20. Participant Characteristics 20 MICHIGAN IBD • JAKs for ASUC Tofacitinib

    (N=40) Contemporary Control (N=113) Historic Control (N=115) Age, years 34.41 38.42 40.61 Female 24 (60.0%) 58 (51.3%) 69 (60.0%) Race White 36 (90.0%) 100 (88.5%) 103 (89.6%) Black 3 (7.5%) 5 (4.4%) 8 (7.0%) Other 1 (2.5%) 8 (7.1%) 4 (3.5%) Duration IBD, years 10.35 8.41 5.64 Prior Biologic Use 40 (100.0%) 44 (38.9%) 30 (26.1%) OSH Transfer 1 (2.6%) 7 (6.2%) 16 (14.0%) Duration Steroids, days 50.50 9.12 15.43 Truelove Witt’s Score 1.82 1.99 1.77 CRP (mg/dL) 6.29 7.71 8.18 Albumin(g/dL) 3.40 3.28 3.18 Admission Hgb 11.71 12.07 12.14 Colonic Dilation ` 6 (5.7%) 9 (8.4%) Endoscopic Mayo Score Mayo 1 1 (2.6%) 5 (5.0%) 1 (1.1%) Mayo 2 10 (25.6%) 40 (39.6%) 43 (46.7%) Mayo 3 28 (71.8%) 56 (55.4%) 48 (52.2%) C. diff Infection 6 (15.4%) 10 (8.8%) 15 (13.2%) CMV Colitis 3 (8.1%) 1 (1.0%) 4 (4.3%) Rescue Cyclosporine N/A 2 (1.8%) 3 (2.6%) Rescue Infliximab N/A 43 (38.1%) 22 (19.5%) Accelerated Rescue Infliximab N/A 13 (11.5%) 6 (5.2%) Tofacitinib dose 10mg BID 16 (40.0%) N/A N/A 10mg TID 24 (60.0%) N/A N/A Follow-up, years 0.83 0.99 5.54
  21. Participant Characteristics 21 MICHIGAN IBD • JAKs for ASUC Tofacitinib

    (N=40) Contemporary Control (N=113) Historic Control (N=115) Age, years 34.41 38.42 40.61 Female 24 (60.0%) 58 (51.3%) 69 (60.0%) Race White 36 (90.0%) 100 (88.5%) 103 (89.6%) Black 3 (7.5%) 5 (4.4%) 8 (7.0%) Other 1 (2.5%) 8 (7.1%) 4 (3.5%) Duration IBD, years 10.35 8.41 5.64 Prior Biologic Use 40 (100.0%) 44 (38.9%) 30 (26.1%) OSH Transfer 1 (2.6%) 7 (6.2%) 16 (14.0%) Duration Steroids, days 50.50 9.12 15.43 Truelove Witt’s Score 1.82 1.99 1.77 CRP (mg/dL) 6.29 7.71 8.18 Albumin(g/dL) 3.40 3.28 3.18 Admission Hgb 11.71 12.07 12.14 Colonic Dilation ` 6 (5.7%) 9 (8.4%) Endoscopic Mayo Score Mayo 1 1 (2.6%) 5 (5.0%) 1 (1.1%) Mayo 2 10 (25.6%) 40 (39.6%) 43 (46.7%) Mayo 3 28 (71.8%) 56 (55.4%) 48 (52.2%) C. diff Infection 6 (15.4%) 10 (8.8%) 15 (13.2%) CMV Colitis 3 (8.1%) 1 (1.0%) 4 (4.3%) Rescue Cyclosporine N/A 2 (1.8%) 3 (2.6%) Rescue Infliximab N/A 43 (38.1%) 22 (19.5%) Accelerated Rescue Infliximab N/A 13 (11.5%) 6 (5.2%) Tofacitinib dose 10mg BID 16 (40.0%) N/A N/A 10mg TID 24 (60.0%) N/A N/A Follow-up, years 0.83 0.99 5.54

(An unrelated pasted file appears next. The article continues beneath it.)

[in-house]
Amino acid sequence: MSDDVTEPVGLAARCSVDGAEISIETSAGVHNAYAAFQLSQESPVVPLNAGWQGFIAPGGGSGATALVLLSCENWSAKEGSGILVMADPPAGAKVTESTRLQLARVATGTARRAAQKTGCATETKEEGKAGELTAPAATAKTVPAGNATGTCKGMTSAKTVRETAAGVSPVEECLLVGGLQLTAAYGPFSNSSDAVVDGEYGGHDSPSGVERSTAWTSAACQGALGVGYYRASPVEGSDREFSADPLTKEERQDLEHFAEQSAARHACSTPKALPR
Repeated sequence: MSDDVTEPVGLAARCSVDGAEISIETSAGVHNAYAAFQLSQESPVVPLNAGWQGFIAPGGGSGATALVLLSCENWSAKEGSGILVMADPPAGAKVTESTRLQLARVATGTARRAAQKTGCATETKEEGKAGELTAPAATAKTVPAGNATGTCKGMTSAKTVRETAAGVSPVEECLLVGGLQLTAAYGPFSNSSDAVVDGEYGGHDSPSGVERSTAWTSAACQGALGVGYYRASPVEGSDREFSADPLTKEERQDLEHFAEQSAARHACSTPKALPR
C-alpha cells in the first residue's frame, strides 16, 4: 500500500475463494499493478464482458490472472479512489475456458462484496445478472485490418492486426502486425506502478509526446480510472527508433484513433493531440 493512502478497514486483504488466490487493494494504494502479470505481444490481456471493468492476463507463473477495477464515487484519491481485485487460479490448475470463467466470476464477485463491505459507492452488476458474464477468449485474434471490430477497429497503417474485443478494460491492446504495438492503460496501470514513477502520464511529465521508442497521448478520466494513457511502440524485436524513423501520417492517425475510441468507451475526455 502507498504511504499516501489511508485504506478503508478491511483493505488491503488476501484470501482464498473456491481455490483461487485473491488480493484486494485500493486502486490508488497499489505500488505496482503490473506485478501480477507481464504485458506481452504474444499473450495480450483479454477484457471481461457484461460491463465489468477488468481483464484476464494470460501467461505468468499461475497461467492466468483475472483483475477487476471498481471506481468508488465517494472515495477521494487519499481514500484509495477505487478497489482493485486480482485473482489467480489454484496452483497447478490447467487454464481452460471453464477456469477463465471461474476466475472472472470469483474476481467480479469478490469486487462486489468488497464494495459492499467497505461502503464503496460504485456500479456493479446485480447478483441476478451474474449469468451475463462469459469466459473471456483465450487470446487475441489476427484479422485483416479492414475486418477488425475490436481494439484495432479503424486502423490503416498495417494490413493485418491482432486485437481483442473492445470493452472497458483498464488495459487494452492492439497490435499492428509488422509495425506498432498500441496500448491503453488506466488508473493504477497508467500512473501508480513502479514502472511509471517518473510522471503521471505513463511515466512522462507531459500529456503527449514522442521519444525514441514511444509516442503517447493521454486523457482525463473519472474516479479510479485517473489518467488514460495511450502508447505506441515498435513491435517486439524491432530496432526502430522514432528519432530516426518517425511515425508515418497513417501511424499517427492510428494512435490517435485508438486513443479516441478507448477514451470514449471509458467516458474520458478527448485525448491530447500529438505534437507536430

22. Results: Colectomy Risk 22 MICHIGAN IBD • JAKs for ASUC